The views expressed in our content reflect individual perspectives and do not represent the official views of the Baha'i Faith.

You must attach great importance to the Indians, the original inhabitants of America. . . . – Abdu’l-Baha, Tablets of the Divine Plan, pp. 31–32.

Many Native Americans—and many indigenous people all over the world—have become Baha’is. Their unique spiritual history, passed down through thousands of generations, enriches and enlightens Baha’i communities in Indian nations, on reservations, reserves and in urban areas, as well. Since Baha’is believe that no human culture has gone without guidance from God, this set of articles has endeavored to explore the continual revelation of religious truth to all peoples, with a focus on the Native American messengers of God. This article continues the conversation, which began in the previous essay, between Christopher Buck and Paula Bidwell about those messengers.

Paula: Did the ancestors of Native Americans migrate across the Bering land bridge? I don’t know. I do believe the bigger concern, the major historical issue, begins with Manifest Destiny and ties in with the economic, political and social uses of the Bering Strait theory.

Portrait of Three Eagles

Portrait of Three Eagles of the Nez Perce Tribe (1910)

Manifest Destiny is a complex term and has been used in many ways from a variety of sources. Yet, many of us, especially Native Americans, understand it to mean the God-given right to take what is found, conquer and remake it into the world image of the Anglo-American colonizer. This was also known as the Indian Removal. The colonizers used the term Manifest Destiny to justify slavery of both African Americans and Native Americans. To make this matter worse, some historic records justify this with the belief that Native Americans and African Americans had no souls, and were the same as animals to be killed or tamed as needed.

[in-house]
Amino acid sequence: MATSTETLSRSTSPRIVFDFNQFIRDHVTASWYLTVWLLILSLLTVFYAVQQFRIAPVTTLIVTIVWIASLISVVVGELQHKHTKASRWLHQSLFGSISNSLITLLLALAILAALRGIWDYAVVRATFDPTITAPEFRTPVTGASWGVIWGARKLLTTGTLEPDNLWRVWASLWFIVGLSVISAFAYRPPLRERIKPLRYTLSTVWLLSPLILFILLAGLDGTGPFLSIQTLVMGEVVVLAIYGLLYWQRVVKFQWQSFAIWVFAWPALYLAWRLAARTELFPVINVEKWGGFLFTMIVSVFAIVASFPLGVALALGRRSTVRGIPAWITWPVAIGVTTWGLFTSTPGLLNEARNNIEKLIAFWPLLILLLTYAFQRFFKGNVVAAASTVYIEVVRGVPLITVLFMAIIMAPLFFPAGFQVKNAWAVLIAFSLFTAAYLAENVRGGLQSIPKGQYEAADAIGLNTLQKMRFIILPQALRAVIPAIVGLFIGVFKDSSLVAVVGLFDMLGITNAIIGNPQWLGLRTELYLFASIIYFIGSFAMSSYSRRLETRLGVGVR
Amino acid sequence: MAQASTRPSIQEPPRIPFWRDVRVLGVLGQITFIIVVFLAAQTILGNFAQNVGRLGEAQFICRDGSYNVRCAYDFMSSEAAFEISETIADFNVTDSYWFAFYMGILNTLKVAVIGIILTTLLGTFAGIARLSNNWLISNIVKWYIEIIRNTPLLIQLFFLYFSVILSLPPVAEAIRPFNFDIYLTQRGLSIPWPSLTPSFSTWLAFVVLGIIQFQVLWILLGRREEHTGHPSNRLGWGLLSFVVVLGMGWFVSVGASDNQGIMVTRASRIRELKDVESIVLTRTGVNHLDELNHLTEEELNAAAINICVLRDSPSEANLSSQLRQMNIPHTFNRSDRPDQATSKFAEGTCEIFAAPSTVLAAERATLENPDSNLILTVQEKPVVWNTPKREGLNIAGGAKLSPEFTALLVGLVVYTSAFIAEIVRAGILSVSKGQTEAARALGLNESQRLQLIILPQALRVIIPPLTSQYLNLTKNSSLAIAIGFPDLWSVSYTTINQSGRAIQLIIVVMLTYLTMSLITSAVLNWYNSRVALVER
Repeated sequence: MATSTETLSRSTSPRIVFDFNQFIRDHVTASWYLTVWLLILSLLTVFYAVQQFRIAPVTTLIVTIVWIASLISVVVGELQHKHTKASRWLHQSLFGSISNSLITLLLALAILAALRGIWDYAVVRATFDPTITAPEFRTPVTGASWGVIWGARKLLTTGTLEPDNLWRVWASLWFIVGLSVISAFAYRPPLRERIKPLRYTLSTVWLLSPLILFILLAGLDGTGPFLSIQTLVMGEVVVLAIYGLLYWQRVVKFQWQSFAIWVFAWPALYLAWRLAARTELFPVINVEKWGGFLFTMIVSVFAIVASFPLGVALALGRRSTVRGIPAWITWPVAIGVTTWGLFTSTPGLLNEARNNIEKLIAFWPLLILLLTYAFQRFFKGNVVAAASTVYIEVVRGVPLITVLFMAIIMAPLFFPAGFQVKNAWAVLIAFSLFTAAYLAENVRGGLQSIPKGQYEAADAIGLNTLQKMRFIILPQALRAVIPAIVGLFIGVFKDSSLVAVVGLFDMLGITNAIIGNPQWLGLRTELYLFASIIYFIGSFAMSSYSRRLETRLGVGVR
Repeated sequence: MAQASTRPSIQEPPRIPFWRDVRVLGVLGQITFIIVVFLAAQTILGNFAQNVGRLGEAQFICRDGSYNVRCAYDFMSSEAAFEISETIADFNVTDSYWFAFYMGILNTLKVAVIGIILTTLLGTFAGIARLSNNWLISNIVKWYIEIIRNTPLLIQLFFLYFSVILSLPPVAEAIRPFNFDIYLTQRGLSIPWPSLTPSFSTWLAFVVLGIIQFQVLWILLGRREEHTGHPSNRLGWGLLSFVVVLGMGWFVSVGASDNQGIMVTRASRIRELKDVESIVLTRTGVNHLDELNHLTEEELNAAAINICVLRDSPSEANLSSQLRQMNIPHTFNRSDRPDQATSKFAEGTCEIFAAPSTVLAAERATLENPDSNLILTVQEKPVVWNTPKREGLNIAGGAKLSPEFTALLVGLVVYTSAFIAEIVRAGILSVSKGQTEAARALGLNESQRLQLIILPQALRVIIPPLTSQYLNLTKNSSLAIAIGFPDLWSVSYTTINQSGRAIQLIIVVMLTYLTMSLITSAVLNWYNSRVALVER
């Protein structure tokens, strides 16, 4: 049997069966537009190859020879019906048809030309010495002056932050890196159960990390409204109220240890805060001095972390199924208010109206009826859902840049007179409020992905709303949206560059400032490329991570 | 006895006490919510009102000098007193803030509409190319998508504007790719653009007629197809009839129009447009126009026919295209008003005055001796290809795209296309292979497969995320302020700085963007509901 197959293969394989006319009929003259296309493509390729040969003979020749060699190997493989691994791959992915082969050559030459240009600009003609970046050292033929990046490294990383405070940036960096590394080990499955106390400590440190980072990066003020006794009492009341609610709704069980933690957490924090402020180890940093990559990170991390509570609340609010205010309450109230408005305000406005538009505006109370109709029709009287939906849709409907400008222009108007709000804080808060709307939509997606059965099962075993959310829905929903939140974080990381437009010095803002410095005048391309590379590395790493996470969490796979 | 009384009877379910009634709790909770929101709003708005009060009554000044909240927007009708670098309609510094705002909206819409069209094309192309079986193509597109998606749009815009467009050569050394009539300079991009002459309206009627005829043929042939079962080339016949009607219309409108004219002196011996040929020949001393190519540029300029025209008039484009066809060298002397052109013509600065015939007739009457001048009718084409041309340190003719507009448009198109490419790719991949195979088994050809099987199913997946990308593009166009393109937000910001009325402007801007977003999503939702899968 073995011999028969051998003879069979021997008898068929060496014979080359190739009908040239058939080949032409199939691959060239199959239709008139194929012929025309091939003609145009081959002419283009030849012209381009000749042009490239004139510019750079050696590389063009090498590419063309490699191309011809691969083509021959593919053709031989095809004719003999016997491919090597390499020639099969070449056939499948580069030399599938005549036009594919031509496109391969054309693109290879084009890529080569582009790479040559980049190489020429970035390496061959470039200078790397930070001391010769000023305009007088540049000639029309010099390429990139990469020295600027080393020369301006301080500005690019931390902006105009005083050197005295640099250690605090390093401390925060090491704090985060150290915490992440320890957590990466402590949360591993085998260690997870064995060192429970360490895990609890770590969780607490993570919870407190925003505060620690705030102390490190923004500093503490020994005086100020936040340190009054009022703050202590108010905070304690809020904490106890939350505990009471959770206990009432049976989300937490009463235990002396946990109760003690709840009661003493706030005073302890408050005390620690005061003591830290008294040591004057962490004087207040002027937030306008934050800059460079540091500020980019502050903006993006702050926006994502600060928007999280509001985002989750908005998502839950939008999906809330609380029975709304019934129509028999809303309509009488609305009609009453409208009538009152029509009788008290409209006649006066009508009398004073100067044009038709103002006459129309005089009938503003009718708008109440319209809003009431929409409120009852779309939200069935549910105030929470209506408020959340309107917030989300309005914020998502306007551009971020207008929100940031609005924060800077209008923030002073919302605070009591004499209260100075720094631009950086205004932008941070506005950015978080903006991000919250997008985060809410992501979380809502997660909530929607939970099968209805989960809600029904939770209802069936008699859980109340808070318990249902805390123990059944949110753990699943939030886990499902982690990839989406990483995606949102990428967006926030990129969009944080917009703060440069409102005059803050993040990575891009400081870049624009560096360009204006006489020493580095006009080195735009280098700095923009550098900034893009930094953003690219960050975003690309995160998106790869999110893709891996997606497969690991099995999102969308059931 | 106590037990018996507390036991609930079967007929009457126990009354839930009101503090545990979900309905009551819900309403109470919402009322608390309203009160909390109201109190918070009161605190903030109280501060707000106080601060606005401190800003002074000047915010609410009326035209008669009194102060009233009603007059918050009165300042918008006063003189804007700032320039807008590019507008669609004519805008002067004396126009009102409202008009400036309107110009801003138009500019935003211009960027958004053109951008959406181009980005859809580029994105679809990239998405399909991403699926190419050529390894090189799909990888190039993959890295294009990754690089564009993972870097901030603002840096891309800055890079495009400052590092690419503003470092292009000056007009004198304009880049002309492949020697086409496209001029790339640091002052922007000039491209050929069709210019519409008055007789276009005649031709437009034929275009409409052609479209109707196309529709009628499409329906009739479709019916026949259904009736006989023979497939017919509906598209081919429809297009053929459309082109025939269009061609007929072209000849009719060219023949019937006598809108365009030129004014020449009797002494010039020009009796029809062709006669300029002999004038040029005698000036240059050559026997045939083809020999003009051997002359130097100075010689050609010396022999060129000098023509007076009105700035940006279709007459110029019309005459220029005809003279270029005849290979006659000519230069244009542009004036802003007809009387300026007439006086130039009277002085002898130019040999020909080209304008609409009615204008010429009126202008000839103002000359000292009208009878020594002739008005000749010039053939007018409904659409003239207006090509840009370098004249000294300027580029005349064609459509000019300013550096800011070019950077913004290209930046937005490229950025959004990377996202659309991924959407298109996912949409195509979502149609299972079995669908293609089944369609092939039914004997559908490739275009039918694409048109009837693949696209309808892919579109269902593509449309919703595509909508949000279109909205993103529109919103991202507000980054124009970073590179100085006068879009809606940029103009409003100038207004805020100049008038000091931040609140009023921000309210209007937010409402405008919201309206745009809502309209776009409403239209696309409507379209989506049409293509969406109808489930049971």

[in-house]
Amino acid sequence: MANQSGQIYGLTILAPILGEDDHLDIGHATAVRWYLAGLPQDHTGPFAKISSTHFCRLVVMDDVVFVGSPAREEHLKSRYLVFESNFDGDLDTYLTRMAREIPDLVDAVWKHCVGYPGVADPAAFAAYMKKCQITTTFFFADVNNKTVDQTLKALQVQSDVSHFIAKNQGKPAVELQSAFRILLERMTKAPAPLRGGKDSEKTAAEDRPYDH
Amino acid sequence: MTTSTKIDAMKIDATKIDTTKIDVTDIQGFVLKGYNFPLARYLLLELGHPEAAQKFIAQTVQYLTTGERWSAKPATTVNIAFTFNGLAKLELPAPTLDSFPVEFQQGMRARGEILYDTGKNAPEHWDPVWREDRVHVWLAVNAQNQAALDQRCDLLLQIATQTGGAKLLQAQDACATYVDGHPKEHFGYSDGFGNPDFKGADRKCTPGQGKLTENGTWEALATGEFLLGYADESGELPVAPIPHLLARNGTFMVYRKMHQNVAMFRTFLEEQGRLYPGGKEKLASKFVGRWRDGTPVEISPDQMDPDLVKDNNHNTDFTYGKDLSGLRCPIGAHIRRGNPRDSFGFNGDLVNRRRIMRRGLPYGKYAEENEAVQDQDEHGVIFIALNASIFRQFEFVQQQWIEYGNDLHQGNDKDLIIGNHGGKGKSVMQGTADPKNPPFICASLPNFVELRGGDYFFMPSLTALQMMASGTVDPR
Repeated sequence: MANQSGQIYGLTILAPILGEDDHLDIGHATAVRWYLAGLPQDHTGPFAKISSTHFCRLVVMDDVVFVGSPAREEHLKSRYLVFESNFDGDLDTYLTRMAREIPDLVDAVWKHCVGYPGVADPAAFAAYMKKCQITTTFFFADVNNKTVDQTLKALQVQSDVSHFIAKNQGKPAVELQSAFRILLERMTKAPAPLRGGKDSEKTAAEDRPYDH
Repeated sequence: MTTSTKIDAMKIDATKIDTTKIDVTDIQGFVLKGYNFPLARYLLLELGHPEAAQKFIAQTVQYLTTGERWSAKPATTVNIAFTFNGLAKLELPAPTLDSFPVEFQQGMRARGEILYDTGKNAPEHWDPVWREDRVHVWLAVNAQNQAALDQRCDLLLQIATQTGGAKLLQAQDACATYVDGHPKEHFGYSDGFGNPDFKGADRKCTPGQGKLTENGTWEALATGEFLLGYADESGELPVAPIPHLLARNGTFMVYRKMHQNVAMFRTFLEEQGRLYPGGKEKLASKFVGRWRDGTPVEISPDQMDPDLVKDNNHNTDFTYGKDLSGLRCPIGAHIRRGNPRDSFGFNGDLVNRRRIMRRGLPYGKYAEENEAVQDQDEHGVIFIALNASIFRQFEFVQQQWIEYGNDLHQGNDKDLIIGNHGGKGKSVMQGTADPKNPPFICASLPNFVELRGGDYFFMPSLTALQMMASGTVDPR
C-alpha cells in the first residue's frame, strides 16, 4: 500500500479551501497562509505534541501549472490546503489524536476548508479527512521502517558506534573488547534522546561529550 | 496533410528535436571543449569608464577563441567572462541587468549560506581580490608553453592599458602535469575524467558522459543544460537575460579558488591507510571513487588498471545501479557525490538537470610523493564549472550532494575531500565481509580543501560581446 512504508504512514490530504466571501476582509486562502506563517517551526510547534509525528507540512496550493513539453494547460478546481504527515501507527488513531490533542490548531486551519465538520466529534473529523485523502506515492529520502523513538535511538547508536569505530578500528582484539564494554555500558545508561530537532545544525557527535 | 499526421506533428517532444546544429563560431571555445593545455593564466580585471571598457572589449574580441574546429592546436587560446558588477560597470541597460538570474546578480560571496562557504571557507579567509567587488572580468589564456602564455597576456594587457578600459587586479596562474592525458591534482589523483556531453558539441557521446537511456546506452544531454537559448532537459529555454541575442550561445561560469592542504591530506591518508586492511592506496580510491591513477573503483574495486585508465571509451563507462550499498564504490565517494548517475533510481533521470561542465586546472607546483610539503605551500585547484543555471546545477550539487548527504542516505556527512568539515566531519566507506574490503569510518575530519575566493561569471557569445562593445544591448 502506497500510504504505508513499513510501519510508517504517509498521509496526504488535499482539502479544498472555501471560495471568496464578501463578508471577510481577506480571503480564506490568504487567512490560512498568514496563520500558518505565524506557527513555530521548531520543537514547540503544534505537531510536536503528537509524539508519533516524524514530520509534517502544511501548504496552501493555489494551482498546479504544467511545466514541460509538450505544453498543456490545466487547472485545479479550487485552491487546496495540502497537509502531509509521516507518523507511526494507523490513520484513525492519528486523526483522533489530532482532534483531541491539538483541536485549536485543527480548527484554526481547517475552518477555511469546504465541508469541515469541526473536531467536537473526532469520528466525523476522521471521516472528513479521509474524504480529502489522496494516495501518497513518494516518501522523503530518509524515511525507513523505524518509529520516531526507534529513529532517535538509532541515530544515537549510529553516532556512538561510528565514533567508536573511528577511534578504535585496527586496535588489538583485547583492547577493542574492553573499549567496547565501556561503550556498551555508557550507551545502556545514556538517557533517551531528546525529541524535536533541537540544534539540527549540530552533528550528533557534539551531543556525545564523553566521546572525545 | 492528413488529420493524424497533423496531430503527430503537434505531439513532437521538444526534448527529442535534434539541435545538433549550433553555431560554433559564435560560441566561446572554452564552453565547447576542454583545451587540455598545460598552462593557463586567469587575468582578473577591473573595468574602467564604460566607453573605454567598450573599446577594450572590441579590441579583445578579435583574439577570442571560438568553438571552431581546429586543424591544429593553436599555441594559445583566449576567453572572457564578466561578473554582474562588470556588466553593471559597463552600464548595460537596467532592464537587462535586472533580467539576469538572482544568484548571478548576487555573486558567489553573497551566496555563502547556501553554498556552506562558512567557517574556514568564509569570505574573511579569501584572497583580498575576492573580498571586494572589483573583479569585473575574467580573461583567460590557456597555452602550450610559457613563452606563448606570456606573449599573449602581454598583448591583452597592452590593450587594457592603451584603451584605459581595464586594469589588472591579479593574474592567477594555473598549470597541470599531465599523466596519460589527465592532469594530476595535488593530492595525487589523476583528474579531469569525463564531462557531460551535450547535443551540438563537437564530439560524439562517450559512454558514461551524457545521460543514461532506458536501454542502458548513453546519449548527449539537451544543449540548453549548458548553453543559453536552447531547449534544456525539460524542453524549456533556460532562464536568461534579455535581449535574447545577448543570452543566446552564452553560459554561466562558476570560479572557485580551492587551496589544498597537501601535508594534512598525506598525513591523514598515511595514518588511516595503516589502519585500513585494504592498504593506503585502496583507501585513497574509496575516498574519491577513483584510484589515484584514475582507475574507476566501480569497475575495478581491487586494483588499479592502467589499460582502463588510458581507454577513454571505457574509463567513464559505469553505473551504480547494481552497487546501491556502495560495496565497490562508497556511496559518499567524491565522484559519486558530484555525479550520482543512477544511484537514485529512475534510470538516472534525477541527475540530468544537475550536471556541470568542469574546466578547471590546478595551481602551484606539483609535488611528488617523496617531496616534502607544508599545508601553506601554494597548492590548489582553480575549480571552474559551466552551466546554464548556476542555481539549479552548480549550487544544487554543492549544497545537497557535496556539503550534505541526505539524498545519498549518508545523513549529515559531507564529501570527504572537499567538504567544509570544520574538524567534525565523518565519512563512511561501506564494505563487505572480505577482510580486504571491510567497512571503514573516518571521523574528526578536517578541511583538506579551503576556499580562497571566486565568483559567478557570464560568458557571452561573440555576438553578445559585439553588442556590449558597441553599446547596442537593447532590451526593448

And then, along comes the Bering Strait theory—which created the argument that American Indians were not indigenous to the land, and thus had no more right to the land than the European settlers/colonizers. Some people used the theory to justify the theft of land, attempted genocide and numerous massacres of Native people.

What worsens an already difficult and tender situation is the often-repeated statement that Native Americans need to get over the past. This past includes the songs and stories of our places of origin. And to make matters worse, according to the United Nations 2012 investigation into the violations of Native American human rights, the past is not over yet. All of this adds to the controversy and emotional upset felt by so many Native American Indians over the Bering Strait theory. This complex issue has many interwoven threads, both in history and the world we live in today.